First mention: “Clean and sober”
August 9, 2010
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In one of the “Mad Men” discussions, someone asks if it was anachronistic to describe Freddy Rumsen as “clean and sober” in 1963 (from here, I think.)
The first clear use of this expression in the New York Times archives is from August 28, 1892, which has the embedded note in an article about a murder trial:
DEAR MISS CLOVER: WIll you meet me outside the Canterbury at 7:30 to-night? DO you remember the night I bought your boots? You were too drunk to speak to me. If you come clean and sober, please bring this paper and evenelope with you. (Neill held for murder; The death of Matilda Clover described by a witness; New York Times, August 28, 1892).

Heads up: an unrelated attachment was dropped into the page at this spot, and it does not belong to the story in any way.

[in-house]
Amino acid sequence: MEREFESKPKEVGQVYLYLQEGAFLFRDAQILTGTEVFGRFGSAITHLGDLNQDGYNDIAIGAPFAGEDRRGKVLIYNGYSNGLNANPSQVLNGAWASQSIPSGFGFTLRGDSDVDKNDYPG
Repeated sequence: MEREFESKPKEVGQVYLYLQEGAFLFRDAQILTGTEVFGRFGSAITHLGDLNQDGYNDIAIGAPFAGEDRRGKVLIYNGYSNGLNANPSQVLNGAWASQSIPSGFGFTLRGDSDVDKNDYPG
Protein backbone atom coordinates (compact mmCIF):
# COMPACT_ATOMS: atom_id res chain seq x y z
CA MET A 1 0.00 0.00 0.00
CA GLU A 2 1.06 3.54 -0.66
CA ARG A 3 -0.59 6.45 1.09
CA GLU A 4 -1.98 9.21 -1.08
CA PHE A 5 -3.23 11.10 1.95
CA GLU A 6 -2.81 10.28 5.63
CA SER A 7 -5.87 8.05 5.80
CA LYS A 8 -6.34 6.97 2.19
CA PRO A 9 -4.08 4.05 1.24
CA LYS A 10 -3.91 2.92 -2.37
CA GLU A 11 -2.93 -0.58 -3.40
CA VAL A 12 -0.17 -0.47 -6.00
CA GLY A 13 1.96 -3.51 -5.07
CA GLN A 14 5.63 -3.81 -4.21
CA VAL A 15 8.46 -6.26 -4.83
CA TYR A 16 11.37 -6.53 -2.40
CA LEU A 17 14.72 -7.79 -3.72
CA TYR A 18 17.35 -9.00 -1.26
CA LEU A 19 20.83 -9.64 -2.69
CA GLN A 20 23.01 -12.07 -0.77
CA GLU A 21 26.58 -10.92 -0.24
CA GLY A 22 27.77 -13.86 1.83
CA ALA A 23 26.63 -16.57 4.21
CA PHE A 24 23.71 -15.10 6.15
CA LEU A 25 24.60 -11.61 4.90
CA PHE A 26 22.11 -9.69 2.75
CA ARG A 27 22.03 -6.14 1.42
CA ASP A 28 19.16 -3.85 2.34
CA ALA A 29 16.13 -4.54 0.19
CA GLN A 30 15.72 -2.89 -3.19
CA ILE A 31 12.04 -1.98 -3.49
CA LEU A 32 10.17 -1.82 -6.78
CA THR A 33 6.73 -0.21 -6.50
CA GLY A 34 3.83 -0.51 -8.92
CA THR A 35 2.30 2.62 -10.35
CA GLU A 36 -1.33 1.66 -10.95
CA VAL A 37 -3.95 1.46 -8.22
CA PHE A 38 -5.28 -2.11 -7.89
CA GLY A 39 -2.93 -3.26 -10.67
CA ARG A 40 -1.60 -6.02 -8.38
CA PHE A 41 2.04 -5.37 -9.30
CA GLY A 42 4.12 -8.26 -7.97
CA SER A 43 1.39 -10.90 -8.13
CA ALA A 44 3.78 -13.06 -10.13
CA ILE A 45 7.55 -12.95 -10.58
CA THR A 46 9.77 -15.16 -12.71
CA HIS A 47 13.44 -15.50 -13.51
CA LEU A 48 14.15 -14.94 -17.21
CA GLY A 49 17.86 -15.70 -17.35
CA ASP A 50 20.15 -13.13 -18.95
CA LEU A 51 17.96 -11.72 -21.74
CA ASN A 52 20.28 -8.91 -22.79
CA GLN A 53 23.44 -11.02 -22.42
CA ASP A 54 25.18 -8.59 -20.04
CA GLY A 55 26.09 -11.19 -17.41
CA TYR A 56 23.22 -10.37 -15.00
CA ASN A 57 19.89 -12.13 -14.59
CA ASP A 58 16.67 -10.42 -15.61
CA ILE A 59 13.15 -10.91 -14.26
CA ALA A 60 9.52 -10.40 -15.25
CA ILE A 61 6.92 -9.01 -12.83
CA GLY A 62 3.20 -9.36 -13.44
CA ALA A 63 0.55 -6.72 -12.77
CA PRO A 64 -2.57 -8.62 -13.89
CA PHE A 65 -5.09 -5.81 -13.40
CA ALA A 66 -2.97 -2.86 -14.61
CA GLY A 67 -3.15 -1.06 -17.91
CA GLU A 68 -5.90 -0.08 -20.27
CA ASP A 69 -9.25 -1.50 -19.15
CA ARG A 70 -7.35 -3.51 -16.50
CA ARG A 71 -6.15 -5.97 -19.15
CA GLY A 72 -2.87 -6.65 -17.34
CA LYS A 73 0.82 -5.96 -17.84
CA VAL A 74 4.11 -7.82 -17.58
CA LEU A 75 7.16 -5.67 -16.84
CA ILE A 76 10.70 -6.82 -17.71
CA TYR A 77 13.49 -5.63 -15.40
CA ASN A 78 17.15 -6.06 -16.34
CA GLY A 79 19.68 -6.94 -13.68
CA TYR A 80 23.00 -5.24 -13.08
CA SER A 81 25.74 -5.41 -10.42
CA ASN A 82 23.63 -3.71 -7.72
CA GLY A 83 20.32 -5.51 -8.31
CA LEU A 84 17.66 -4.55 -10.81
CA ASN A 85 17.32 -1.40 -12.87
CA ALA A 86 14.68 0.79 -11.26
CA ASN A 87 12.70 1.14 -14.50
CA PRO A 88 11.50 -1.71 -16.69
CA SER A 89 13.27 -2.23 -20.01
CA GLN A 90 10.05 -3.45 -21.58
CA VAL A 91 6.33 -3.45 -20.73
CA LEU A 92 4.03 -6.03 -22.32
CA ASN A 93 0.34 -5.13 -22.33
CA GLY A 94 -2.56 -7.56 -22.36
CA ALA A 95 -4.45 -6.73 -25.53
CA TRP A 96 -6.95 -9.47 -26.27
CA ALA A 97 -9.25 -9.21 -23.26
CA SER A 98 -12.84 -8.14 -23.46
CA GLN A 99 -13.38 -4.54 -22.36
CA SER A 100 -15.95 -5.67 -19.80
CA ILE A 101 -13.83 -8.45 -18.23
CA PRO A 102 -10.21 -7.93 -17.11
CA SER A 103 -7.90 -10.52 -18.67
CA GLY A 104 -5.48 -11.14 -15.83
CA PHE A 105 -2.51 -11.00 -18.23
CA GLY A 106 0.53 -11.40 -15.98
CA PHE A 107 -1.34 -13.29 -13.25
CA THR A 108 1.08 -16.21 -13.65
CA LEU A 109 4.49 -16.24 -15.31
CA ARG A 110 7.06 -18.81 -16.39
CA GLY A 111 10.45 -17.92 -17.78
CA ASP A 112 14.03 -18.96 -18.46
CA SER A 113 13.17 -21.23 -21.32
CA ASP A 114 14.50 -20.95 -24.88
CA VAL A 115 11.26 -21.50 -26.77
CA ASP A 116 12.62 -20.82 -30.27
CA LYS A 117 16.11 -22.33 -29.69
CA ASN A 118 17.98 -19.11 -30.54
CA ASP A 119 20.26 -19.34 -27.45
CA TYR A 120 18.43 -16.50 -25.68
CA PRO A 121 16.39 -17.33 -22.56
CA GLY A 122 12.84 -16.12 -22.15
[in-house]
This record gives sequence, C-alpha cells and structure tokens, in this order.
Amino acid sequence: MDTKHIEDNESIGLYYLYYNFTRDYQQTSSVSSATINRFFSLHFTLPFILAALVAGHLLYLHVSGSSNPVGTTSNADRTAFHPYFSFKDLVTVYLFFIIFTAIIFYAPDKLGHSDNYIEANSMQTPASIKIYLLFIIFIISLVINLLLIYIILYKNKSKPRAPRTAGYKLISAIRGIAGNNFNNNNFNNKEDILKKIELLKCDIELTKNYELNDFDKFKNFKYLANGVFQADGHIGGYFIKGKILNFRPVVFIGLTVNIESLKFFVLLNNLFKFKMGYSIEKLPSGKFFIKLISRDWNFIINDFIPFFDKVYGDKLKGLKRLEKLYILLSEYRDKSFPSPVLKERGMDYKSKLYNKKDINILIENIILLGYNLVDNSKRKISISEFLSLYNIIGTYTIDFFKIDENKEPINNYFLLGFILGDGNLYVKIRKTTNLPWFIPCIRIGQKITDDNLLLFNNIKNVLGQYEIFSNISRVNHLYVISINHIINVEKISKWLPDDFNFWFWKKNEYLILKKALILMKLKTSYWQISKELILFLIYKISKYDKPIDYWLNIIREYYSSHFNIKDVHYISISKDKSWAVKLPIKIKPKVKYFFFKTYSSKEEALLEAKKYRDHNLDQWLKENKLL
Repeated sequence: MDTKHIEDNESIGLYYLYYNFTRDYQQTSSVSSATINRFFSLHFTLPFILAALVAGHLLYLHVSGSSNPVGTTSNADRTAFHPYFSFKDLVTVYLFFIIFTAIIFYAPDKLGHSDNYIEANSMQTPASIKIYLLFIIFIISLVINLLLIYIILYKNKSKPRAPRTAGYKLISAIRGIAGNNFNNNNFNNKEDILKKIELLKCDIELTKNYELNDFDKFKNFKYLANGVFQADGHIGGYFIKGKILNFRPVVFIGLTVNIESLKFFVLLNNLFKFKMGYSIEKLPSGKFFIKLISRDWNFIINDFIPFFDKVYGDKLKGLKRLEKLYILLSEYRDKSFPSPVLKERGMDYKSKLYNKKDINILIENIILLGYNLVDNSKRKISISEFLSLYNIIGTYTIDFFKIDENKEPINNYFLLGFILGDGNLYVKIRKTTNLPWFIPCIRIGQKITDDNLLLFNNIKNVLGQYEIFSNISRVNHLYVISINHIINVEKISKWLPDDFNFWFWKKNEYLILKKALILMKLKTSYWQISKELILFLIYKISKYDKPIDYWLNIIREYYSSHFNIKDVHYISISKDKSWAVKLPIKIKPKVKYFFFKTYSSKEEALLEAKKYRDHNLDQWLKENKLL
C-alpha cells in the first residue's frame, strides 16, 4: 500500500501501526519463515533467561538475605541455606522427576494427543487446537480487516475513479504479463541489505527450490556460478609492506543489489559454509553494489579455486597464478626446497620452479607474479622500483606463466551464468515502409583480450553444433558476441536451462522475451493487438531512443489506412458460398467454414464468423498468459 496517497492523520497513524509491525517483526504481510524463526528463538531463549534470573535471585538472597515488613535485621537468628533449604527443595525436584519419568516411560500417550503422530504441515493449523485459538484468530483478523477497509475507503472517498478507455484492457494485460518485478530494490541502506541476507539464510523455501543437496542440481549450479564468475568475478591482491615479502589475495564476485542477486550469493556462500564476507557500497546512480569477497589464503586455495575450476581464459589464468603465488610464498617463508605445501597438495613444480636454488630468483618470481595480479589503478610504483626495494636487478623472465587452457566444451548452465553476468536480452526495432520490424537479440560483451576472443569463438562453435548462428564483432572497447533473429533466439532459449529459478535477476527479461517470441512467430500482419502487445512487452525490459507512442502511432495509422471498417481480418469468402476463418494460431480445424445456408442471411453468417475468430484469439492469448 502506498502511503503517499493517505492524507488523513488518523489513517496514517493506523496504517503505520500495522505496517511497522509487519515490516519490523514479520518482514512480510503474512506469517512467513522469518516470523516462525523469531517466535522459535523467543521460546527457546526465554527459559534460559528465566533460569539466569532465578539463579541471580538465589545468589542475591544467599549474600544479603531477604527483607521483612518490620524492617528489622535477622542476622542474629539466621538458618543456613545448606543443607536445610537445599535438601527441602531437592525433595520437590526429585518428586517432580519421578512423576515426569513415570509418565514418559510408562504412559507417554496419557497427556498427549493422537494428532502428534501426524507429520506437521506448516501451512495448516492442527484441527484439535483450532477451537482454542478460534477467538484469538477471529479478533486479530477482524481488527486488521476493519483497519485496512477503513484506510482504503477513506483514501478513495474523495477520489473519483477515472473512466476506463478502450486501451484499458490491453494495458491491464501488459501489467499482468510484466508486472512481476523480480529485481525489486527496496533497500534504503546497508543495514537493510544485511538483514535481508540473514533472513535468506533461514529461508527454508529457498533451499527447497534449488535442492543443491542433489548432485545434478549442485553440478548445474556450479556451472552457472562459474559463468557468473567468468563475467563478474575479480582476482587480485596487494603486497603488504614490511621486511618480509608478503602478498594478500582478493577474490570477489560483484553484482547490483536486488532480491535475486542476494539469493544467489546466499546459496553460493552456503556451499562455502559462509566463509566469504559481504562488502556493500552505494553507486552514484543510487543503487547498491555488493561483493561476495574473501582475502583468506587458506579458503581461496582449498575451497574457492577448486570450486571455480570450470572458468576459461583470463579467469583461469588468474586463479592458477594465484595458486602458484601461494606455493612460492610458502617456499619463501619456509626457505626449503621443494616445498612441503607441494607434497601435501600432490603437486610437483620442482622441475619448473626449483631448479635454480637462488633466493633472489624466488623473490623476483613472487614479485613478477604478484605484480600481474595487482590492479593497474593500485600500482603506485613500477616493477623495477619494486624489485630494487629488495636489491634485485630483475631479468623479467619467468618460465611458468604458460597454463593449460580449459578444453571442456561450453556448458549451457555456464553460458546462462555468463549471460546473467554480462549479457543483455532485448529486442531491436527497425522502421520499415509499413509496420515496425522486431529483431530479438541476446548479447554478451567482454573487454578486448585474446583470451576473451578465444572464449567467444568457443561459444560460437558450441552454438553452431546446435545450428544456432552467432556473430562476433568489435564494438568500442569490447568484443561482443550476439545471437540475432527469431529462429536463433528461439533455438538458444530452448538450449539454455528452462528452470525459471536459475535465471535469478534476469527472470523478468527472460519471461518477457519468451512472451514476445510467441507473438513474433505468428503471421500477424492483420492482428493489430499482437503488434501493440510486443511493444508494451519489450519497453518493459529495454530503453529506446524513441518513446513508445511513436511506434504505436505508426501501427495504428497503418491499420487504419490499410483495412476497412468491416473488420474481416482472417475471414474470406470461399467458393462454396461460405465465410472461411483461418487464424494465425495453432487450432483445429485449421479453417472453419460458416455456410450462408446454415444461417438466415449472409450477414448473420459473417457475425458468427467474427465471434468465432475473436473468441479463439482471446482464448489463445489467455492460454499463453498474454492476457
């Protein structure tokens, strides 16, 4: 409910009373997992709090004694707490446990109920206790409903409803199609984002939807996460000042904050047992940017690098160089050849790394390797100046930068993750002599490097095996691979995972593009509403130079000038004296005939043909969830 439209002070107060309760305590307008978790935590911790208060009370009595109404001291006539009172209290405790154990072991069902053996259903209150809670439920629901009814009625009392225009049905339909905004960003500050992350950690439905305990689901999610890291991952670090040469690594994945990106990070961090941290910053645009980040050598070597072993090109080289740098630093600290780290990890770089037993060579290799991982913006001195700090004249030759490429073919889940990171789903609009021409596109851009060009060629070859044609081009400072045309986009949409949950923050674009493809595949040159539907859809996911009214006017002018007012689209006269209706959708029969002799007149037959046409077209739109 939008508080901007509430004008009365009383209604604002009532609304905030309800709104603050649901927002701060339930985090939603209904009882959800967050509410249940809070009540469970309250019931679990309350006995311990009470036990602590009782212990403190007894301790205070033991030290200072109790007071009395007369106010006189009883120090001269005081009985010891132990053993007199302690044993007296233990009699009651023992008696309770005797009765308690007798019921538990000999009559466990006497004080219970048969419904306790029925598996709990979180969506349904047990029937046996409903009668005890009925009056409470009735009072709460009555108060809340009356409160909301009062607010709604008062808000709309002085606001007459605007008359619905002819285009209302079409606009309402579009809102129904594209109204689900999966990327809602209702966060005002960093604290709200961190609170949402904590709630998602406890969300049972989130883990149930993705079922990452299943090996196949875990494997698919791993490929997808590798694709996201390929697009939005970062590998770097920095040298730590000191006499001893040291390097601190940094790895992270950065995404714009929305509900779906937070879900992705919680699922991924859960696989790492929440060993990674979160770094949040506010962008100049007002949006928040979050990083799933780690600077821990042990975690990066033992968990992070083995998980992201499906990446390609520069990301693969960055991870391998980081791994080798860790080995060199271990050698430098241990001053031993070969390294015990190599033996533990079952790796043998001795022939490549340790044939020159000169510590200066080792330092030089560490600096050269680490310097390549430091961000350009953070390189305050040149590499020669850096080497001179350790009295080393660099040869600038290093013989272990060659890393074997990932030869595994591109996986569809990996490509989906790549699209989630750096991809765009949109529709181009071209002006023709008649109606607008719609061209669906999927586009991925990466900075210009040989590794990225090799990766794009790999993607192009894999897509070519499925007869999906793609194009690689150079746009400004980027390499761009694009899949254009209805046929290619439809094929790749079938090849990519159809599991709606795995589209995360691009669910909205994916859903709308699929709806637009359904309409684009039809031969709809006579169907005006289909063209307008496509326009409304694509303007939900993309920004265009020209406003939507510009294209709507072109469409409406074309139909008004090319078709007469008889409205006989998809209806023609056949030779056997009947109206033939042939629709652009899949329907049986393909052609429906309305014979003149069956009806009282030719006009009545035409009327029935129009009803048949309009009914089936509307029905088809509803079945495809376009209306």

Someone else found hundreds of references in Google Books. So it’s ok to say Freddy was clean and sober; I hope he stays that way.
Update: going back to find original discussion which got me thinking.